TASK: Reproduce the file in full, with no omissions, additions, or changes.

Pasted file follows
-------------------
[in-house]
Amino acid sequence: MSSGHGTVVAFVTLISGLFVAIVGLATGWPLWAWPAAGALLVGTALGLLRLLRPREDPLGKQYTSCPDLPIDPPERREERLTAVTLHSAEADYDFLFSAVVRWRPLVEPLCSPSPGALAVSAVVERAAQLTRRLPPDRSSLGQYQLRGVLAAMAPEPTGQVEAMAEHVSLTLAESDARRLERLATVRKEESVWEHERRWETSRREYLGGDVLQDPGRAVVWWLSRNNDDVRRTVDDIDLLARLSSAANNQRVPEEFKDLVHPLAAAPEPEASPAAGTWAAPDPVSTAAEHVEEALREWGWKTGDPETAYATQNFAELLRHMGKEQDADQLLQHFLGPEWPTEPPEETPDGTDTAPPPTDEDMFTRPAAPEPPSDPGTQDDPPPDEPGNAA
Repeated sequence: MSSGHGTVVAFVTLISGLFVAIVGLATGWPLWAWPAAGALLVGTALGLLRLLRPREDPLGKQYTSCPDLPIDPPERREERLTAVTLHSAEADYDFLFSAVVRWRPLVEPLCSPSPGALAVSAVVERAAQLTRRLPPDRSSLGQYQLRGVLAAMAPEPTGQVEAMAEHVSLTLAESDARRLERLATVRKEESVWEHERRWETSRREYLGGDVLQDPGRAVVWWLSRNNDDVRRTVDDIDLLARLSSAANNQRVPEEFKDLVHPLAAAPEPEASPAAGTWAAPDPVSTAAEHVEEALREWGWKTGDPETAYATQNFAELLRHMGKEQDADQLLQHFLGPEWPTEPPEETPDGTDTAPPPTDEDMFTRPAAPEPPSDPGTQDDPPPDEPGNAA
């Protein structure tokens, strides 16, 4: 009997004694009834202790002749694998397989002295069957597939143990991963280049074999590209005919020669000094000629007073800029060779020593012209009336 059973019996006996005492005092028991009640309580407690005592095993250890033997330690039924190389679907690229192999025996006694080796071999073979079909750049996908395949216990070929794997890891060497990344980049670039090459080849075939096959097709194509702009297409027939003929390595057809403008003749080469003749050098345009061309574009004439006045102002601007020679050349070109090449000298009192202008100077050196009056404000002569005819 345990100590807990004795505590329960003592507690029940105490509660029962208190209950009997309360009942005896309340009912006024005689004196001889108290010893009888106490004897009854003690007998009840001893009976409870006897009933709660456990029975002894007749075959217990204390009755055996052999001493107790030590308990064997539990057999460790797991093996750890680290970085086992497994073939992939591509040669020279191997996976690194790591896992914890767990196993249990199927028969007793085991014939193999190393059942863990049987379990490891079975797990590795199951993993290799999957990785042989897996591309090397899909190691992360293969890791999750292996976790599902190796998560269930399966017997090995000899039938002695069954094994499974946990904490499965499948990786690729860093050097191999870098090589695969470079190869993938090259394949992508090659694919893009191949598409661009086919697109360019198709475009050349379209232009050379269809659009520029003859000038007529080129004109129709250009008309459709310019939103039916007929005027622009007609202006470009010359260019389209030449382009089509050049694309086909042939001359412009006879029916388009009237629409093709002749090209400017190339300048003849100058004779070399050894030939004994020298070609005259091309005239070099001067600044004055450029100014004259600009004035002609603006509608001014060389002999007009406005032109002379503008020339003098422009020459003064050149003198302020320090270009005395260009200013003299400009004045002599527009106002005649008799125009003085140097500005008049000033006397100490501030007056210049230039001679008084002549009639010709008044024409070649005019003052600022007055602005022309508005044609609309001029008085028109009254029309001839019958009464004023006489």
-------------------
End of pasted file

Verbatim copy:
[in-house]
Amino acid sequence: MSSGHGTVVAFVTLISGLFVAIVGLATGWPLWAWPAAGALLVGTALGLLRLLRPREDPLGKQYTSCPDLPIDPPERREERLTAVTLHSAEADYDFLFSAVVRWRPLVEPLCSPSPGALAVSAVVERAAQLTRRLPPDRSSLGQYQLRGVLAAMAPEPTGQVEAMAEHVSLTLAESDARRLERLATVRKEESVWEHERRWETSRREYLGGDVLQDPGRAVVWWLSRNNDDVRRTVDDIDLLARLSSAANNQRVPEEFKDLVHPLAAAPEPEASPAAGTWAAPDPVSTAAEHVEEALREWGWKTGDPETAYATQNFAELLRHMGKEQDADQLLQHFLGPEWPTEPPEETPDGTDTAPPPTDEDMFTRPAAPEPPSDPGTQDDPPPDEPGNAA
Repeated sequence: MSSGHGTVVAFVTLISGLFVAIVGLATGWPLWAWPAAGALLVGTALGLLRLLRPREDPLGKQYTSCPDLPIDPPERREERLTAVTLHSAEADYDFLFSAVVRWRPLVEPLCSPSPGALAVSAVVERAAQLTRRLPPDRSSLGQYQLRGVLAAMAPEPTGQVEAMAEHVSLTLAESDARRLERLATVRKEESVWEHERRWETSRREYLGGDVLQDPGRAVVWWLSRNNDDVRRTVDDIDLLARLSSAANNQRVPEEFKDLVHPLAAAPEPEASPAAGTWAAPDPVSTAAEHVEEALREWGWKTGDPETAYATQNFAELLRHMGKEQDADQLLQHFLGPEWPTEPPEETPDGTDTAPPPTDEDMFTRPAAPEPPSDPGTQDDPPPDEPGNAA
């Protein structure tokens, strides 16, 4: 009997004694009834202790002749694998397989002295069957597939143990991963280049074999590209005919020669000094000629007073800029060779020593012209009336 059973019996006996005492005092028991009640309580407690005592095993250890033997330690039924190389679907690229192999025996006694080796071999073979079909750049996908395949216990070929794997890891060497990344980049670039090459080849075939096959097709194509702009297409027939003929390595057809403008003749080469003749050098345009061309574009004439006045102002601007020679050349070109090449000298009192202008100077050196009056404000002569005819 345990100590807990004795505590329960003592507690029940105490509660029962208190209950009997309360009942005896309340009912006024005689004196001889108290010893009888106490004897009854003690007998009840001893009976409870006897009933709660456990029975002894007749075959217990204390009755055996052999001493107790030590308990064997539990057999460790797991093996750890680290970085086992497994073939992939591509040669020279191997996976690194790591896992914890767990196993249990199927028969007793085991014939193999190393059942863990049987379990490891079975797990590795199951993993290799999957990785042989897996591309090397899909190691992360293969890791999750292996976790599902190796998560269930399966017997090995000899039938002695069954094994499974946990904490499965499948990786690729860093050097191999870098090589695969470079190869993938090259394949992508090659694919893009191949598409661009086919697109360019198709475009050349379209232009050379269809659009520029003859000038007529080129004109129709250009008309459709310019939103039916007929005027622009007609202006470009010359260019389209030449382009089509050049694309086909042939001359412009006879029916388009009237629409093709002749090209400017190339300048003849100058004779070399050894030939004994020298070609005259091309005239070099001067600044004055450029100014004259600009004035002609603006509608001014060389002999007009406005032109002379503008020339003098422009020459003064050149003198302020320090270009005395260009200013003299400009004045002599527009106002005649008799125009003085140097500005008049000033006397100490501030007056210049230039001679008084002549009639010709008044024409070649005019003052600022007055602005022309508005044609609309001029008085028109009254029309001839019958009464004023006489």